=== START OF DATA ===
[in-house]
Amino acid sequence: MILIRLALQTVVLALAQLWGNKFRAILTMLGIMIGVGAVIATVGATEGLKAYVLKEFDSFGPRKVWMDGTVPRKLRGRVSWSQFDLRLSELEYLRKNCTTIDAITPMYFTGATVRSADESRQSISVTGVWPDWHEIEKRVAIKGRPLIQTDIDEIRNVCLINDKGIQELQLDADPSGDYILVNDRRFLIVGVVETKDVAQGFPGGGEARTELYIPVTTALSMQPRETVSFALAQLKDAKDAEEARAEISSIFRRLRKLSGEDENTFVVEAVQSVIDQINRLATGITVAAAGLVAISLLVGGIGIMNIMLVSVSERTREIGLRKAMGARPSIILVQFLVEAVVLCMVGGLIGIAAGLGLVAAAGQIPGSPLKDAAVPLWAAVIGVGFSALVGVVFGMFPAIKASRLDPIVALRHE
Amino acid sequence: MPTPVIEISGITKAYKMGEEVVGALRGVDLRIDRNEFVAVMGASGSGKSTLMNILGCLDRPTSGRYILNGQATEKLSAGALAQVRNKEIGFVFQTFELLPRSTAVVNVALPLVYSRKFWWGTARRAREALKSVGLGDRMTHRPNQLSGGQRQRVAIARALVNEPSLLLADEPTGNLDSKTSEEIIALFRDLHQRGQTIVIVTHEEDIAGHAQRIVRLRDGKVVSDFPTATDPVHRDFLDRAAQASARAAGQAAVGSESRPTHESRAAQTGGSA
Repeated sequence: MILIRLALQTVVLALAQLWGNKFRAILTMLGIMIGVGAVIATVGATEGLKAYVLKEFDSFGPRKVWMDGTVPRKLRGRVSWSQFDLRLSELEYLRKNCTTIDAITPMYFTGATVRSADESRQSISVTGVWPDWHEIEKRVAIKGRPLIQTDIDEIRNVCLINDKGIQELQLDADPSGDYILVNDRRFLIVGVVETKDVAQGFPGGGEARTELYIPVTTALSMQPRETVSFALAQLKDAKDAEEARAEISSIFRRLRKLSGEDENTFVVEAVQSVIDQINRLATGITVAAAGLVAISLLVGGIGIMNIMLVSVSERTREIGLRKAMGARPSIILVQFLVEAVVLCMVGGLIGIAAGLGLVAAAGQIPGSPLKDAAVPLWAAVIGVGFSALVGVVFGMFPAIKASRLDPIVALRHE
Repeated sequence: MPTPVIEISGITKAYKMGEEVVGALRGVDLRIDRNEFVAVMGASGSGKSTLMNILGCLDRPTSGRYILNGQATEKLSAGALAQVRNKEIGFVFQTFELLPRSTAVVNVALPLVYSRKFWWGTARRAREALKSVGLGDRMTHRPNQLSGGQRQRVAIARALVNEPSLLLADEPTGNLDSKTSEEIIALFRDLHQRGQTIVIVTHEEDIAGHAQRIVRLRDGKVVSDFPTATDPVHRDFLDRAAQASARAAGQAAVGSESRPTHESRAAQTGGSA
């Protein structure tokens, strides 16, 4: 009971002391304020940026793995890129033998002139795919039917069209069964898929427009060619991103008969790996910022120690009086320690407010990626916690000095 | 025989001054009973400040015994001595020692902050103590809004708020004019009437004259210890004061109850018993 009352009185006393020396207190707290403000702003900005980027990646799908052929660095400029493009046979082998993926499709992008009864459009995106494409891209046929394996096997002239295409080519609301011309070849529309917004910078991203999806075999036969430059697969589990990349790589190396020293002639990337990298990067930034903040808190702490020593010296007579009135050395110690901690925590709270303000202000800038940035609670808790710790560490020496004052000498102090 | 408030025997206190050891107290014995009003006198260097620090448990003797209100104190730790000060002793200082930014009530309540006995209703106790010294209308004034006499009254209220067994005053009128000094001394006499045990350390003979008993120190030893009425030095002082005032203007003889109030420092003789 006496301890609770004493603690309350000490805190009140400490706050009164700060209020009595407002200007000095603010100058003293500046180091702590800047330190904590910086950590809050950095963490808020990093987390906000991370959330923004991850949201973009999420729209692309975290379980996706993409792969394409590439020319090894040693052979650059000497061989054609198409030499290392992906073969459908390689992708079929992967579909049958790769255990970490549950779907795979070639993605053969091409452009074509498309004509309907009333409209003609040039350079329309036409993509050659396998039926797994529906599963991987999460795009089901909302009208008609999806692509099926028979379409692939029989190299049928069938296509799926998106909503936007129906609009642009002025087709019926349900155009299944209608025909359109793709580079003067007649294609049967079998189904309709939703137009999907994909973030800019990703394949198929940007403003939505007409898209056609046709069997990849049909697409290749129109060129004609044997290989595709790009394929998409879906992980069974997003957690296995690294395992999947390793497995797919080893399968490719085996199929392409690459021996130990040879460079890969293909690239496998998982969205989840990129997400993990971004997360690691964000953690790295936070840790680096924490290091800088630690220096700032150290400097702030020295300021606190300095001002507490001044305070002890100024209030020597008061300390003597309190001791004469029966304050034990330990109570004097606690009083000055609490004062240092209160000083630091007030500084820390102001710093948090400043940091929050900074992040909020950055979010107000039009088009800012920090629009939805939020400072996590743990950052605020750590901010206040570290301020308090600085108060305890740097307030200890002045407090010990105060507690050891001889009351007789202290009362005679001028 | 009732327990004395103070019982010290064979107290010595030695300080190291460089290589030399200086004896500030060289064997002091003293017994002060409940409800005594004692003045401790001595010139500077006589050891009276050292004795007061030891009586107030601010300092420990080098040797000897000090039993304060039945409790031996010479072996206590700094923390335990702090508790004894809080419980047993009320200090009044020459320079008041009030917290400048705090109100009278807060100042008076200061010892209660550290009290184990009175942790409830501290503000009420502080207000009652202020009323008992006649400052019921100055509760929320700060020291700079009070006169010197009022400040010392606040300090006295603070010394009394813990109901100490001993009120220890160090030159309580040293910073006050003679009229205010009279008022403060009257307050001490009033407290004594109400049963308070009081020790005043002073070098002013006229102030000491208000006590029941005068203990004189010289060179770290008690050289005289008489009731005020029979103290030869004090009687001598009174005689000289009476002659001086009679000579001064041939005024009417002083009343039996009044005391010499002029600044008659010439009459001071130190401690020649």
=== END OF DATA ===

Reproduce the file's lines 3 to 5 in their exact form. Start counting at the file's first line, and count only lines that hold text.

Amino acid sequence: MPTPVIEISGITKAYKMGEEVVGALRGVDLRIDRNEFVAVMGASGSGKSTLMNILGCLDRPTSGRYILNGQATEKLSAGALAQVRNKEIGFVFQTFELLPRSTAVVNVALPLVYSRKFWWGTARRAREALKSVGLGDRMTHRPNQLSGGQRQRVAIARALVNEPSLLLADEPTGNLDSKTSEEIIALFRDLHQRGQTIVIVTHEEDIAGHAQRIVRLRDGKVVSDFPTATDPVHRDFLDRAAQASARAAGQAAVGSESRPTHESRAAQTGGSA
Repeated sequence: MILIRLALQTVVLALAQLWGNKFRAILTMLGIMIGVGAVIATVGATEGLKAYVLKEFDSFGPRKVWMDGTVPRKLRGRVSWSQFDLRLSELEYLRKNCTTIDAITPMYFTGATVRSADESRQSISVTGVWPDWHEIEKRVAIKGRPLIQTDIDEIRNVCLINDKGIQELQLDADPSGDYILVNDRRFLIVGVVETKDVAQGFPGGGEARTELYIPVTTALSMQPRETVSFALAQLKDAKDAEEARAEISSIFRRLRKLSGEDENTFVVEAVQSVIDQINRLATGITVAAAGLVAISLLVGGIGIMNIMLVSVSERTREIGLRKAMGARPSIILVQFLVEAVVLCMVGGLIGIAAGLGLVAAAGQIPGSPLKDAAVPLWAAVIGVGFSALVGVVFGMFPAIKASRLDPIVALRHE
Repeated sequence: MPTPVIEISGITKAYKMGEEVVGALRGVDLRIDRNEFVAVMGASGSGKSTLMNILGCLDRPTSGRYILNGQATEKLSAGALAQVRNKEIGFVFQTFELLPRSTAVVNVALPLVYSRKFWWGTARRAREALKSVGLGDRMTHRPNQLSGGQRQRVAIARALVNEPSLLLADEPTGNLDSKTSEEIIALFRDLHQRGQTIVIVTHEEDIAGHAQRIVRLRDGKVVSDFPTATDPVHRDFLDRAAQASARAAGQAAVGSESRPTHESRAAQTGGSA